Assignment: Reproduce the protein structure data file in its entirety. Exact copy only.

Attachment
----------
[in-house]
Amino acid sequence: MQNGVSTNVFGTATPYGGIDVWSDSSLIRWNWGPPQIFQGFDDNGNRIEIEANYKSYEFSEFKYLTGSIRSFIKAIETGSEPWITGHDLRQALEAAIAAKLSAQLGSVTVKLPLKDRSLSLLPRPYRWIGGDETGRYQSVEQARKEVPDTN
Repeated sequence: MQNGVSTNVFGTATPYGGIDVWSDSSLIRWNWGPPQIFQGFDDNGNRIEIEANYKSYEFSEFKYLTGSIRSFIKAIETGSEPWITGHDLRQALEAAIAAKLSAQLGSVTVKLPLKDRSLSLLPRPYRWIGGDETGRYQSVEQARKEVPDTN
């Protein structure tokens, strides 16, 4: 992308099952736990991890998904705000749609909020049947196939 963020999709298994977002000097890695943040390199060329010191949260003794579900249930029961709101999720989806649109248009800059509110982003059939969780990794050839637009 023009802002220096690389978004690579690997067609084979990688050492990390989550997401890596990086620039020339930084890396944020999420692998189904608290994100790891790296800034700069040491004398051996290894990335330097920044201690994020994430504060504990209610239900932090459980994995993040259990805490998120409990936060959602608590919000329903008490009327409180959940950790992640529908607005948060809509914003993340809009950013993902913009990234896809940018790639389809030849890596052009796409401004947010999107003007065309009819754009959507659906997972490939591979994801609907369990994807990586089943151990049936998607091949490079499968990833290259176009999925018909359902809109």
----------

[in-house]
Amino acid sequence: MQNGVSTNVFGTATPYGGIDVWSDSSLIRWNWGPPQIFQGFDDNGNRIEIEANYKSYEFSEFKYLTGSIRSFIKAIETGSEPWITGHDLRQALEAAIAAKLSAQLGSVTVKLPLKDRSLSLLPRPYRWIGGDETGRYQSVEQARKEVPDTN
Repeated sequence: MQNGVSTNVFGTATPYGGIDVWSDSSLIRWNWGPPQIFQGFDDNGNRIEIEANYKSYEFSEFKYLTGSIRSFIKAIETGSEPWITGHDLRQALEAAIAAKLSAQLGSVTVKLPLKDRSLSLLPRPYRWIGGDETGRYQSVEQARKEVPDTN
């Protein structure tokens, strides 16, 4: 992308099952736990991890998904705000749609909020049947196939 963020999709298994977002000097890695943040390199060329010191949260003794579900249930029961709101999720989806649109248009800059509110982003059939969780990794050839637009 023009802002220096690389978004690579690997067609084979990688050492990390989550997401890596990086620039020339930084890396944020999420692998189904608290994100790891790296800034700069040491004398051996290894990335330097920044201690994020994430504060504990209610239900932090459980994995993040259990805490998120409990936060959602608590919000329903008490009327409180959940950790992640529908607005948060809509914003993340809009950013993902913009990234896809940018790639389809030849890596052009796409401004947010999107003007065309009819754009959507659906997972490939591979994801609907369990994807990586089943151990049936998607091949490079499968990833290259176009999925018909359902809109």